The Xbox X-Factor

Microsoft can leapfrog Cisco and Apple with a strong move to embrace media adapters

Phil Harvey, Editor-in-Chief

January 2, 2009

2 Min Read
The Xbox X-Factor

12:30 PM -- As promised, a post on what Microsoft Corp. (Nasdaq: MSFT) may be thinking, leading up to CES 2009:

First, let me tell you what I've seen already. At TelcoTV 2008, Calix Inc. (NYSE: CALX) showed -- for the first time anywhere, I think -- the Xbox 360 Elite console, which is being used as a full-featured set-top, running a live broadcast TV service, and is capable of media sharing in the home network, using Microsoft's Mediaroom software.

Geoff Burke, Calix's director of field marketing -- and the telco industry's most famous bald guy -- says that actually any green label Xbox can be used as a primary set-top, thanks to one of the latest updates to Mediaroom, as made available to Microsoft licensees.

The demo Calix ran at TelcoTV looked just like AT&T's U-verse service, though not branded as such. "We were demoing about half a dozen HD and SD broadcast channels with picture-in-picture and instant channel change, about a dozen HD and SD VoD assets, and search functionality across all content," Burke says in an email to Light Reading.

Most impressive, though, was that you could easily flip between the broadcast TV service and the Xbox's other fun features, like music and movies on-demand in Xbox LIVE. A few more clicks and you could access media assets -- home movies, pictures, music, etc. -- that were stored on an external Windows Media Center PC.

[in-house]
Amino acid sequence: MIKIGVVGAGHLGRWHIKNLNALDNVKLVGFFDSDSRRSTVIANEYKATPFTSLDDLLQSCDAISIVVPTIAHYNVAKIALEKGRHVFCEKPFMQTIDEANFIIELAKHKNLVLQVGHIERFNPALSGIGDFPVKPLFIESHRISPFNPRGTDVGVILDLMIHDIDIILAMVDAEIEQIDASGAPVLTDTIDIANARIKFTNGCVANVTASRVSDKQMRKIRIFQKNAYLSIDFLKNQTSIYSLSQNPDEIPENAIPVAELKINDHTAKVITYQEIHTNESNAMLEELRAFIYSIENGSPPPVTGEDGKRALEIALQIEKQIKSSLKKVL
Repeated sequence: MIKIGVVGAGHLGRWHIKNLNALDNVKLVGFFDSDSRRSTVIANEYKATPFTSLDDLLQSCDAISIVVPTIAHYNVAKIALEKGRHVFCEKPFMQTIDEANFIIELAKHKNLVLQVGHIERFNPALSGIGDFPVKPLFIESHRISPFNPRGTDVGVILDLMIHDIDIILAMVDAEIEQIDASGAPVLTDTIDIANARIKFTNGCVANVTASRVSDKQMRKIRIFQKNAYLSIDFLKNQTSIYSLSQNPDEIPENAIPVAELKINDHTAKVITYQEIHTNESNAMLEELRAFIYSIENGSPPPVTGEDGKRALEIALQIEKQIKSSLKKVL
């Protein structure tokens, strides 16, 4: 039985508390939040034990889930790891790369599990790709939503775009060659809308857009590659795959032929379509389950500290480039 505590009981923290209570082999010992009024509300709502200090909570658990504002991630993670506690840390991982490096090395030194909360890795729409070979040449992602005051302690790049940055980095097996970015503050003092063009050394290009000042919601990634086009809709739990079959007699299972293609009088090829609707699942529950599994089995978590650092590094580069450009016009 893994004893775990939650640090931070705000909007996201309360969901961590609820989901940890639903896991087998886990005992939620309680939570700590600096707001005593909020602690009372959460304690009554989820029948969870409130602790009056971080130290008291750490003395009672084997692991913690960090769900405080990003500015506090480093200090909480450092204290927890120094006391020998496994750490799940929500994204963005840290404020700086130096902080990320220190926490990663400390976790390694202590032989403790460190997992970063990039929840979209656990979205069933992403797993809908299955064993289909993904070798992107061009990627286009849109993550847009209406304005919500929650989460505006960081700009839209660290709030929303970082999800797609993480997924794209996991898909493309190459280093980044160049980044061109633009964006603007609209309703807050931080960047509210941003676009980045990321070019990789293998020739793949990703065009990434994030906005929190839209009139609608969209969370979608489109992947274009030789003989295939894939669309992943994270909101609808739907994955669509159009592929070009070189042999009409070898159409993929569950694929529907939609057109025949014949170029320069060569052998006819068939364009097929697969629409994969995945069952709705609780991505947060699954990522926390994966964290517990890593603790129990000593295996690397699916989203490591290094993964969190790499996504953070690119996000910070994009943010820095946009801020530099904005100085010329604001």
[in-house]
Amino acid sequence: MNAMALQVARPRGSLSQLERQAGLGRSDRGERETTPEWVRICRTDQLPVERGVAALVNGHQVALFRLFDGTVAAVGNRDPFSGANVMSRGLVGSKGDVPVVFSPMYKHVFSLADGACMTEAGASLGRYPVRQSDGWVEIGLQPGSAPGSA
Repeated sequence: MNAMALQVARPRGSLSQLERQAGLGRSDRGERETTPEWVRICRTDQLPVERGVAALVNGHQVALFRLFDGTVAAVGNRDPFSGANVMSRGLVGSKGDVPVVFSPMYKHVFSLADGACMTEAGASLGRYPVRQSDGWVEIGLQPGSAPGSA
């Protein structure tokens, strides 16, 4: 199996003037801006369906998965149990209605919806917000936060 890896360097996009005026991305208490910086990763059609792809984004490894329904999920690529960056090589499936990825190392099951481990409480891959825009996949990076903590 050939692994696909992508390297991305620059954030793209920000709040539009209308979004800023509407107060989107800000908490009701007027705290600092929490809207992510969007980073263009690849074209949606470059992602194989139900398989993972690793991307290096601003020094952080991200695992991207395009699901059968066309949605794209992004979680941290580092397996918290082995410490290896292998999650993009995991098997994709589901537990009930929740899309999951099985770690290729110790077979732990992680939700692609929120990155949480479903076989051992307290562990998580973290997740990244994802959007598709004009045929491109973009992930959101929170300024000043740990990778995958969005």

I checked the plugs myself: The Calix guys were showing live media-sharing using nothing more than a standard PC, a home network, and a gaming console that millions of people already have.

So iTunes music format issues aside, it's reasonable to assume Microsoft could possibly leapfrog Cisco's media adapter efforts and the sainted Apple TV in one fell swoop, while requiring no additional hardware in the home.

Service providers should care because this kind of functionality coming from one living room device is (1) unavailable from cable and satellite companies and (2) a huge driver for fiber-to-the-home.

Will Microsoft put the pieces in place to make telcos stand out as entertainment providers? And will their service provider partners support this, as BT Group plc (NYSE: BT; London: BTA) has done in the U.K.?

Well, we'll all know by this time next week. In the meantime, I can make more reasonable assumptions based on what I've seen. I'll do that in an upcoming post.

— Phil Harvey, Editor, Light Reading

About the Author(s)

Phil Harvey

Editor-in-Chief, Light Reading

Phil Harvey has been a Light Reading writer and editor for more than 18 years combined. He began his second tour as the site's chief editor in April 2020.

His interest in speed and scale means he often covers optical networking and the foundational technologies powering the modern Internet.

Harvey covered networking, Internet infrastructure and dot-com mania in the late 90s for Silicon Valley magazines like UPSIDE and Red Herring before joining Light Reading (for the first time) in late 2000.

After moving to the Republic of Texas, Harvey spent eight years as a contributing tech writer for D CEO magazine, producing columns about tech advances in everything from supercomputing to cellphone recycling.

Harvey is an avid photographer and camera collector – if you accept that compulsive shopping and "collecting" are the same.

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